Meet Chris: The Co-driver for Your Car
“As long as something is called a technology, it’s simply not ready for the user”, … once claimed. Although this isn’t necessarily a bad thing, it’s a good thing we have companies like German Autolabs who do their utmost best to pave the road towards more accessible and user-friendly technological advancements.
In the summer of 2018 they’ll launch the world’s first digital assistant for drivers. Patrick Weissert, CPO of German Autolabs, calls it: “a new way of interacting with your car.” Well, we like to refer to the device by its actual name: Chris. Now let’s get acquainted!
A Short Introduction
Distracted driving kills more people on the road than alcohol. That’s a fact, and one which frightens Weissert. So much so he and his team have invented an easy-to-use device that does almost everything for you while driving. “Chris is your co-driver on the road,” explains Weissert, “it can manage your phone calls, play music, send and receive messages and navigate to wherever you need to be. You can interact with your smart-phone services without actually having to press a single button on your phone. Chris does it for you. It’s all integrated within Chris’ one-touch display and voice recognition software. Eventually, Chris has the capability to make the road a safer and more interesting environment.”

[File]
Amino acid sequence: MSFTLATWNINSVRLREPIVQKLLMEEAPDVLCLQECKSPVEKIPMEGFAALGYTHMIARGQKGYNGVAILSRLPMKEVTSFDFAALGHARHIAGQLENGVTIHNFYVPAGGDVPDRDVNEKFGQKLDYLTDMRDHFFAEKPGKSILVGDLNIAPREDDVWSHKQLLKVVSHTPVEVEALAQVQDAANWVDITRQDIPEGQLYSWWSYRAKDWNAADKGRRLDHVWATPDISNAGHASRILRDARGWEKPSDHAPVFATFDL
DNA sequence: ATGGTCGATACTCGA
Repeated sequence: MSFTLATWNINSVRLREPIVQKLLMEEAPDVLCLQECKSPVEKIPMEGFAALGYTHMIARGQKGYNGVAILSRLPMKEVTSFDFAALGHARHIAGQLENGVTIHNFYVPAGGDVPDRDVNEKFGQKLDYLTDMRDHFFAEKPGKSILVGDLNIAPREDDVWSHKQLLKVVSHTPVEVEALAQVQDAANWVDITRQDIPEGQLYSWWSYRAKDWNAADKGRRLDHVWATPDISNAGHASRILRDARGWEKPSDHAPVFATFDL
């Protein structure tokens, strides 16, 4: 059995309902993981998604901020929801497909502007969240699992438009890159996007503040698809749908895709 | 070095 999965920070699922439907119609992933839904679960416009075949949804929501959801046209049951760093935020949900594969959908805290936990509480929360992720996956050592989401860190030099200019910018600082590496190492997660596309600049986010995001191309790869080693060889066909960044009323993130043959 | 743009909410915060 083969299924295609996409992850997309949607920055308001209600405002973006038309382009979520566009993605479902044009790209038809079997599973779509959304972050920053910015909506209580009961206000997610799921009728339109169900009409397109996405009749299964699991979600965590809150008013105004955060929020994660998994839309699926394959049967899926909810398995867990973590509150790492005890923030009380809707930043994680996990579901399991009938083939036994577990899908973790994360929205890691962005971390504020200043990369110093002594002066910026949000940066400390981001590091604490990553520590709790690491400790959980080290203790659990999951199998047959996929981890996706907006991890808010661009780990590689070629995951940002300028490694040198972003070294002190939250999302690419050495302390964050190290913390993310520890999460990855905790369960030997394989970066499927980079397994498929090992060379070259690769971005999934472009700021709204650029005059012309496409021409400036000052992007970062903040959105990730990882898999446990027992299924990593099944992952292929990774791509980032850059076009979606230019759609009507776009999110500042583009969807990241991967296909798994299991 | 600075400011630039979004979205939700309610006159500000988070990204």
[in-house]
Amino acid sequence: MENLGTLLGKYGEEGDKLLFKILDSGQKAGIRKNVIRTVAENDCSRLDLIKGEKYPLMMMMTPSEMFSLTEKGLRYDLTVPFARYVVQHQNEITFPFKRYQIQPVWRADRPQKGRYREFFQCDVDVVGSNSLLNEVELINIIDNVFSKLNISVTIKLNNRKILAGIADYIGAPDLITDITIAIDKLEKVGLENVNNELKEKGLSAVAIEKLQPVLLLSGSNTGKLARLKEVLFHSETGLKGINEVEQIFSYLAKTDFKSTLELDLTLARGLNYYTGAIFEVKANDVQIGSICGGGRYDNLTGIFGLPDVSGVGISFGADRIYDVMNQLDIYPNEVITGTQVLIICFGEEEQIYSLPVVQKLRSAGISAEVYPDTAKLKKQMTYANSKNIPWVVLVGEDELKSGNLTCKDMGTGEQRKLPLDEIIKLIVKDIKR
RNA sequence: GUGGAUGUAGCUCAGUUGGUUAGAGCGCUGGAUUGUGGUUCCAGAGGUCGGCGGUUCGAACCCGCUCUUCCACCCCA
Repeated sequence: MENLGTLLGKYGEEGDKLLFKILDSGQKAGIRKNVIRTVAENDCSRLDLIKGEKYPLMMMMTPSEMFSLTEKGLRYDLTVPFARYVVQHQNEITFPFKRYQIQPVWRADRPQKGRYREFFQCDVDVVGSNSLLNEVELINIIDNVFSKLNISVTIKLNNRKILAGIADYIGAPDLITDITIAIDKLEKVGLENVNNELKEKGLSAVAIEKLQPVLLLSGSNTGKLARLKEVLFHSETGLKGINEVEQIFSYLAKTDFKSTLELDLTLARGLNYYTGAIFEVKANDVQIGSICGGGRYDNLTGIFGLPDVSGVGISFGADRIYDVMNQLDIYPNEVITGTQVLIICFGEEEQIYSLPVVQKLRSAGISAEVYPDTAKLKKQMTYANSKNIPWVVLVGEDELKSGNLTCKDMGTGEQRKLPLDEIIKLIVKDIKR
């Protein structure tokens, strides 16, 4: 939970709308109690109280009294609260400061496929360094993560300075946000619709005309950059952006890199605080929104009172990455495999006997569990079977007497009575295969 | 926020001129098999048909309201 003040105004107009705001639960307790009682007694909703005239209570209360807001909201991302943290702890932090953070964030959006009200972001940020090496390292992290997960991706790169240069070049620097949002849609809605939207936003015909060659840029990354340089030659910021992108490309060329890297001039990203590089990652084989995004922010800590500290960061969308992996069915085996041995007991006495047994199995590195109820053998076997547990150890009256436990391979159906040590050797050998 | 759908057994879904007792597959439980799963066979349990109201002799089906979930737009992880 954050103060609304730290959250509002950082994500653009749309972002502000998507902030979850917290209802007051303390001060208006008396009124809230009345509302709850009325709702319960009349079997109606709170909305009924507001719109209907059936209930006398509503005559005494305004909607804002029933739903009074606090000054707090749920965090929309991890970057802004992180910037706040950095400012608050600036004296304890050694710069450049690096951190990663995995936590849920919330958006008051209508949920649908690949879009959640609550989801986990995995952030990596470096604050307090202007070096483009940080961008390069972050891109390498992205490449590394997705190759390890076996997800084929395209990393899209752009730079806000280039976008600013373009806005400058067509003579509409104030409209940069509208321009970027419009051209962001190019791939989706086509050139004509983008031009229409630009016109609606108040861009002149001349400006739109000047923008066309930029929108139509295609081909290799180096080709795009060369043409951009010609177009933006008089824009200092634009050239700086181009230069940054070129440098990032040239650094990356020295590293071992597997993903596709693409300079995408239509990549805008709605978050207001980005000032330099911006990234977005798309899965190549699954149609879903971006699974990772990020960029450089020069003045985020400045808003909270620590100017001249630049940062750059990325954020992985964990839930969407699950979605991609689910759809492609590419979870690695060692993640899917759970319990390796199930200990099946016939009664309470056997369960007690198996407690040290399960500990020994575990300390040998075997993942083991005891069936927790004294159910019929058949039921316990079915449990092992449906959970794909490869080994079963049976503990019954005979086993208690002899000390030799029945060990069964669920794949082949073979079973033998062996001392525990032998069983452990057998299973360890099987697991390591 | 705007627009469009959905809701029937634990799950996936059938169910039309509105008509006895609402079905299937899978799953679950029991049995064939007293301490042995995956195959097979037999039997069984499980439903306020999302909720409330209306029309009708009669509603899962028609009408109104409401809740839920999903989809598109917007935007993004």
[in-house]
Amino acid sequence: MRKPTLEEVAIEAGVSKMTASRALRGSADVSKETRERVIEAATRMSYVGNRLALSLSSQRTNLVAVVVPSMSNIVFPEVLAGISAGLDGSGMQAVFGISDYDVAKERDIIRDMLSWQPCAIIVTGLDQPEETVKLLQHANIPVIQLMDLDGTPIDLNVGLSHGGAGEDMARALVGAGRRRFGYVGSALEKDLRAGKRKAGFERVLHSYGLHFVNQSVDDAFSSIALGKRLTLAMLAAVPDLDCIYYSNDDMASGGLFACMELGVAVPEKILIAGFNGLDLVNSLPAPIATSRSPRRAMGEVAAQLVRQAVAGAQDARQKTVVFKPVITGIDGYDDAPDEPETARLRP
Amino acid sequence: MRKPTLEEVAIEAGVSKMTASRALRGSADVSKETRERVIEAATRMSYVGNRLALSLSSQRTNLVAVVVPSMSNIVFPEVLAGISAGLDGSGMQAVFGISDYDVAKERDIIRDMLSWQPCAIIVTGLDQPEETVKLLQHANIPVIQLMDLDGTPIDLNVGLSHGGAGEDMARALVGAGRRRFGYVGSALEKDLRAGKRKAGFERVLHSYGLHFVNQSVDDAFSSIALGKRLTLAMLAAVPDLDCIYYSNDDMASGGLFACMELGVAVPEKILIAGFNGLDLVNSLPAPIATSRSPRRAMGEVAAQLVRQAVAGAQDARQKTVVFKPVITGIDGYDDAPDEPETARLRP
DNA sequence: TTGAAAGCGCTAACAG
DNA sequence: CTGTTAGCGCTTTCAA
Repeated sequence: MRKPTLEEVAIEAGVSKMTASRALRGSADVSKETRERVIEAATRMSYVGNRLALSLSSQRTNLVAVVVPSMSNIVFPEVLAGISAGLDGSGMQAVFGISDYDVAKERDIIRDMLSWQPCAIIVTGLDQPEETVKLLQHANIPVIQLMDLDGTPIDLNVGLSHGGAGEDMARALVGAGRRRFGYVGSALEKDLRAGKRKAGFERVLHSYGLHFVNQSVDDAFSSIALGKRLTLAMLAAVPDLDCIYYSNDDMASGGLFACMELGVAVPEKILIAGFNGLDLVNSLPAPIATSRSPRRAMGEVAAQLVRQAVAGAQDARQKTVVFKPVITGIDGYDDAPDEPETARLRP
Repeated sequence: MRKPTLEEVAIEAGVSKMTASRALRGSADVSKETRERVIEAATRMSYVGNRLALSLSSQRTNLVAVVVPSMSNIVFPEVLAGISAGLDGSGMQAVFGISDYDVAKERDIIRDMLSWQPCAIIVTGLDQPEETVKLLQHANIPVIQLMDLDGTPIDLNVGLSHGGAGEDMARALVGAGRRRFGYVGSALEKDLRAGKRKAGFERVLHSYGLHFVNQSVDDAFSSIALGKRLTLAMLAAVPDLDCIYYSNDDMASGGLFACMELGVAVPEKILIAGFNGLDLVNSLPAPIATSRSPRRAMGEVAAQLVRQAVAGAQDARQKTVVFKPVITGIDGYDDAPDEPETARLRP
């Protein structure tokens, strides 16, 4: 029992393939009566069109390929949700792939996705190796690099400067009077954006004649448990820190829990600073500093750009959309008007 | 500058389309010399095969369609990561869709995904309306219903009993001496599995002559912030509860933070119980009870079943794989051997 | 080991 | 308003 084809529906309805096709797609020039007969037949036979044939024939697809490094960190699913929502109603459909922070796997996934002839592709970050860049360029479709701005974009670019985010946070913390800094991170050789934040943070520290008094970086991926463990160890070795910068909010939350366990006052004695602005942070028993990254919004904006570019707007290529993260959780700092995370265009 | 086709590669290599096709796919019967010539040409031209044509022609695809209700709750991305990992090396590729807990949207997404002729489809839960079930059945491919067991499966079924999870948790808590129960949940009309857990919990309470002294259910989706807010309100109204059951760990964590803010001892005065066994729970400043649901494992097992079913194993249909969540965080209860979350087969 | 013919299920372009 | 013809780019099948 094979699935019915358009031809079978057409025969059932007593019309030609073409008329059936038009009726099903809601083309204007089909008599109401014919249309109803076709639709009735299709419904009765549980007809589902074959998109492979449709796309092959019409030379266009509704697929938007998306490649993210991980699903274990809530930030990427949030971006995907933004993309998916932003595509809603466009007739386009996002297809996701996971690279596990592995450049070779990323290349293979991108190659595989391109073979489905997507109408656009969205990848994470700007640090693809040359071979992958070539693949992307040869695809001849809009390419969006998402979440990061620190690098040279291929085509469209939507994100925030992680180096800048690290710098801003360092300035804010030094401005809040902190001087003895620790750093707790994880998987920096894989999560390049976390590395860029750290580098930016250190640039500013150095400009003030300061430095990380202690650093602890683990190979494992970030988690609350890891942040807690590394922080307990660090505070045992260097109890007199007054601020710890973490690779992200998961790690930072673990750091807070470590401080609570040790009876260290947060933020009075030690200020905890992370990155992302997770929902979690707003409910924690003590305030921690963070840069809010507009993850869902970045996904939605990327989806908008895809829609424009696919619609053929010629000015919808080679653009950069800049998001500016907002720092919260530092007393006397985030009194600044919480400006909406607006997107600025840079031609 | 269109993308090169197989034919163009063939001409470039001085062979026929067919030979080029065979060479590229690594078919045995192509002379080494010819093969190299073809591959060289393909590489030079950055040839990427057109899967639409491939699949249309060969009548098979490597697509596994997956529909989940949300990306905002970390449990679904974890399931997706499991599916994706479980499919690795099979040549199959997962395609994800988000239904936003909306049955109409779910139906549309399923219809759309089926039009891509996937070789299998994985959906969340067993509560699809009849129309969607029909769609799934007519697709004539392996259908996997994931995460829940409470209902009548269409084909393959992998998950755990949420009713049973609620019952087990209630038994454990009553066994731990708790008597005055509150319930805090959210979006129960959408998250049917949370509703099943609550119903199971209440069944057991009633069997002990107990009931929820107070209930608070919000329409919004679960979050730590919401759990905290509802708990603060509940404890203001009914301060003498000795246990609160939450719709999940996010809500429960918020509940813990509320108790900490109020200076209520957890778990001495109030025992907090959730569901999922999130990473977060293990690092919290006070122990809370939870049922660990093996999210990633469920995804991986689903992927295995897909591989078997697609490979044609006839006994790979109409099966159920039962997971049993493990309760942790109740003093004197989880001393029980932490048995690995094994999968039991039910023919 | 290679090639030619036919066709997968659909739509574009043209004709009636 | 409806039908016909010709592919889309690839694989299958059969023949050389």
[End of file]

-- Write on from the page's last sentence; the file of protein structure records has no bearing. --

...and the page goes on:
A Logical Fit
To develop the user interface for Chris’ one-touch display, German Autolabs contacted Logic to find a suitable match for them to develop bug-free software for the User Interface (UI). “The UI needed to be close to flawless. Safety has always been our main priority. A driver should never feel stuck because of software mismatches. We needed simplicity. And TouchGFX was able to offer us just that. The graphical interface is clean and simple, and so far, we’ve experienced zero malfunctions.” According to Weissert, German Autolabs wouldn’t have found a partner like TouchGFX as quickly as they did, without the help of Logic. “With an innovative product like Chris, product development needs to be a speedy process. Logic was able to handle quickly, effectively and elegantly.”
After Logic helped German Autolabs with the licensing of TouchGFX’s software and set up all the necessary contracts, it was time for the most important part of the cooperation: implementing the software. “When programming a particular product, you can get caught up in your own little bubble,” continues Weissert, “it helps if you have an extra pair of eyes to look at the product critically, and offer support with the necessary software. Working together with TouchGFX and Logic has given us so much extra input for future improvements of the product.”
Self-driving Cars: Fact or Fiction
Will we have self-driving cars that obey every voice command or gesture you make in the near future? Well, it sounds like a scene from the new Star Wars film, but Weissert reckons we’re not too far from it becoming a reality. Chris is definitely a first step towards interactive smart driving. But it’ll take a while before people get used to fully-autonomous cars. “The tech-industry might be ready in ten years time, but it’ll take another fifty years before it becomes ubiquitous.” According to Weissert, there’s always a lot of resistance towards technological advancements that could have a great impact on our way of life.